Fellowship for Scholars and Researchers
Scholars and researchers from all over the United States and the world are invited to collaborate with the Bioethics Institute in searching for solutions for bioethical issues and answers to bioethical questions. The James F. Drane Bioethics Institute awards fellowship status to scholars (preferably with affiliation to academic centers) and graduate students (preferably PhD candidates who are working on their dissertations) from the United States or abroad whose scholarly works or projects are related to bioethics.
Each Fellow spends between one and six months at the Institute. During the time of fellowship, the Fellow resides at Edinboro University, using the resources available at the Institute, working with Edinboro University faculty, and participating in University events and activities.
The Fellow may also participate in the events sponsored by other academic centers in the region, especially the Center for Healthcare Ethics at Duquesne University in Pittsburgh.
The institute has a limited fund to cover the travel and accommodation expenses for Fellows each year.
What we provide:
What we expect:
Funding and the final certificate will depend on:
How to apply:
To apply for the Fellowship, please email the following items to Dr. Kiarash Aramesh (Email address: email@example.com):
For fellowship opportunities from September 2020 to May 2021, please submit your application by January 10, 2020.
The accepted applicants will be informed by February 28, 2020.
James F. Drane Bioethics Institute Fellow, April-May, 2019
Stephen is a doctoral candidate in Philosophy at the University of Missouri. His dissertation focuses on the ethics of belief and how agents can be responsible for their beliefs. Over the course of his time at the University of Missouri, Stephen has devoted his time to bioethics, organizing a conference on the ethics of germline genetic modification, and teaching classes in the subject.
As a James F. Drane Fellow, Stephen has two main research projects at Edinboro. First, he is interested in the ethics of tobacco harm reduction policies that encourage active smokers to switch to e-cigarette products as a means to prevent deaths related to combustible tobacco usage. Tobacco harm reduction policies tend to only encourage switching in more advantaged communities. His main concern is whether we have an ethical obligation to gear harm reduction policies towards the needs of disadvantaged communities, especially in middle- and lower-income countries.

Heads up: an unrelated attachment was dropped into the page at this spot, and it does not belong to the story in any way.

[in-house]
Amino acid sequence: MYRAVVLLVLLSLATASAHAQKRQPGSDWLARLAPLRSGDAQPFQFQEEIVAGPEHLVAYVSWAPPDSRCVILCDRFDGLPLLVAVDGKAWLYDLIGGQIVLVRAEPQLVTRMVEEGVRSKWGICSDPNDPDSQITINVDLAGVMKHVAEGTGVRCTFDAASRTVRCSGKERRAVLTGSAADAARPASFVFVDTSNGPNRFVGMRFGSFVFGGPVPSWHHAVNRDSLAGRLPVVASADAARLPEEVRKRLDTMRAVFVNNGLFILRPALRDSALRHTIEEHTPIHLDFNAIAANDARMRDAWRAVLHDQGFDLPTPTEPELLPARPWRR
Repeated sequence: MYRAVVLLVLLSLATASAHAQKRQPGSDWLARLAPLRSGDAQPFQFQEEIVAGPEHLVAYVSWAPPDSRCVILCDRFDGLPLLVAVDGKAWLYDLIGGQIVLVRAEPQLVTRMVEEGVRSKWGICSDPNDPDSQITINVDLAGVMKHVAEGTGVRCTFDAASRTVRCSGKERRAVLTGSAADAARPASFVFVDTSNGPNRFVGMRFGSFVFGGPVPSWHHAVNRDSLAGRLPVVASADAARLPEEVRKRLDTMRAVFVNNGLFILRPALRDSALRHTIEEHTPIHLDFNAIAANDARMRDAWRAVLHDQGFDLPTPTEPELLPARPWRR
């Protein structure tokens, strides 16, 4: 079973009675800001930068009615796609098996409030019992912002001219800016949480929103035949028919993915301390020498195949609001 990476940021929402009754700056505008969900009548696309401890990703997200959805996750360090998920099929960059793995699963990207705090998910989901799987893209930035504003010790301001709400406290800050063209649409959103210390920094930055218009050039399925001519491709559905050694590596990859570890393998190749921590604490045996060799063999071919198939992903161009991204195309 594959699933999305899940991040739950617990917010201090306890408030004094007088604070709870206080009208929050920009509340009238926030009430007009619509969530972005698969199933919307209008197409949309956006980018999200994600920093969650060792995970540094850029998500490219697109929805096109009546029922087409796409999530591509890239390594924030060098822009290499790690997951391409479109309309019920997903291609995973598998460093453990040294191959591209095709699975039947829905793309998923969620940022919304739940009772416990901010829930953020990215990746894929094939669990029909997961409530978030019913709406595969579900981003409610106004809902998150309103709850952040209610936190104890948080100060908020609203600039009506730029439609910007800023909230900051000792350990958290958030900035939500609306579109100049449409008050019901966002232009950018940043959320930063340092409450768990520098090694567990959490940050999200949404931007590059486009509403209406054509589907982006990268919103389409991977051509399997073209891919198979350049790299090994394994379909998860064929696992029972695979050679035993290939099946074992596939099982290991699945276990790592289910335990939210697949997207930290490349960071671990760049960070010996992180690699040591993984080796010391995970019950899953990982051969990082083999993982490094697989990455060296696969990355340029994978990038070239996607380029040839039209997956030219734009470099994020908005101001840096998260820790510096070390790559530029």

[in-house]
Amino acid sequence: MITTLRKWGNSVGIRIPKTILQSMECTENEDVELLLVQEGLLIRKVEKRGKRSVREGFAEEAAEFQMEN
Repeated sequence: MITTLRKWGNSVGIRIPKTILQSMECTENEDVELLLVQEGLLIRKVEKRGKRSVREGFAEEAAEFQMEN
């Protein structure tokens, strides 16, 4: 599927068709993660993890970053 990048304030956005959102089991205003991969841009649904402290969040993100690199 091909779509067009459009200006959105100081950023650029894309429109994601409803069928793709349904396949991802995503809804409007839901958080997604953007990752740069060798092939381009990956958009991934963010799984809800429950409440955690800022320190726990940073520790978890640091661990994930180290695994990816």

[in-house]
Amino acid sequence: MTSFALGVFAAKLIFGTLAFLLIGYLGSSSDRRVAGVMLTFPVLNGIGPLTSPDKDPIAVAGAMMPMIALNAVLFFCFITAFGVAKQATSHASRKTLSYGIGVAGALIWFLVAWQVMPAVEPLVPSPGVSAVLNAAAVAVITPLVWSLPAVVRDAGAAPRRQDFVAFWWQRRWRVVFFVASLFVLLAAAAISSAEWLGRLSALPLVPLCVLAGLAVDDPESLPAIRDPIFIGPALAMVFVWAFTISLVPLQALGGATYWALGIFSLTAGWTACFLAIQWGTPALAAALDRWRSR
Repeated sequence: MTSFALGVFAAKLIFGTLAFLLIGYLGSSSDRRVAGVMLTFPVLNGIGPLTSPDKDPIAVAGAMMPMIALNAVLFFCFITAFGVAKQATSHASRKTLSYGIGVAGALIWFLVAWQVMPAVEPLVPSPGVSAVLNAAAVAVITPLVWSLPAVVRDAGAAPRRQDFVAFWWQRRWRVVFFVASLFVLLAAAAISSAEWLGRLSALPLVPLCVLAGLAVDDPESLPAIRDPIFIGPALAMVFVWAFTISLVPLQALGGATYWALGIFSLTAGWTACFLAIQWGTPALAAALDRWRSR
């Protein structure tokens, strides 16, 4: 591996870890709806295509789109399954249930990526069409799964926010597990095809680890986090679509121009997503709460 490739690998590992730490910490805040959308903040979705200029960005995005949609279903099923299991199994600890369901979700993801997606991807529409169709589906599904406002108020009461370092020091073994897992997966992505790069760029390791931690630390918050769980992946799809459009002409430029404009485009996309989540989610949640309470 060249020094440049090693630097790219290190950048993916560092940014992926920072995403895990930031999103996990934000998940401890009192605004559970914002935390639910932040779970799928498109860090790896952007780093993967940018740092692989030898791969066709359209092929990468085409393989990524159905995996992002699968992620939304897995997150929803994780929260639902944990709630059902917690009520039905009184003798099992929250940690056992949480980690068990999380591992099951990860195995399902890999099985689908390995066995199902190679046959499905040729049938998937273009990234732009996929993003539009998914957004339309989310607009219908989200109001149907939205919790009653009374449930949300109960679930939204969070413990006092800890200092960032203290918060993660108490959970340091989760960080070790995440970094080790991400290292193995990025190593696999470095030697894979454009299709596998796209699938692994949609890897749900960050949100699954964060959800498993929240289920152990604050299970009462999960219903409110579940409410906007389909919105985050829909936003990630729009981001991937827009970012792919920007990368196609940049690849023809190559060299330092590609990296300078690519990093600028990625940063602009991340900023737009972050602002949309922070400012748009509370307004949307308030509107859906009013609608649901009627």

Stephen’s second interest is in the ethics of germline genetic modification. One of the primary targets for germline genetic modification are fetuses that contain the genetic markers for disabilities. The idea, here, is that modifying a fetus so that it will not possess a disability is therapeutic. Most think that therapeutic genetic modification is permissible. Stephen’s is interested in whether the removal of a disability can constitute genetic therapy. He argues that possessing a disability does not make a person inherently worse off than one who does not possess a disability.
James F. Drane Bioethics Institute Fellow, September-October, 2019
Born and raised in Nigeria, Cornelius is currently a Condolidoc fellow at the Department of Philosophy, Stellenbosch University, South Africa. He was a recipient of the Santander/Ethics and Society scholarship for Theories and Application from Fordham University; an international visiting fellow at the institute for Medical Ethics and History of Medicine, Ruhr-Universitait, Bochum; a visiting scholar at the Centre for Biomedical Ethics and Law, Katholieke Universitet, Leuven and the Center for Research and Bioethics, Uppsala University.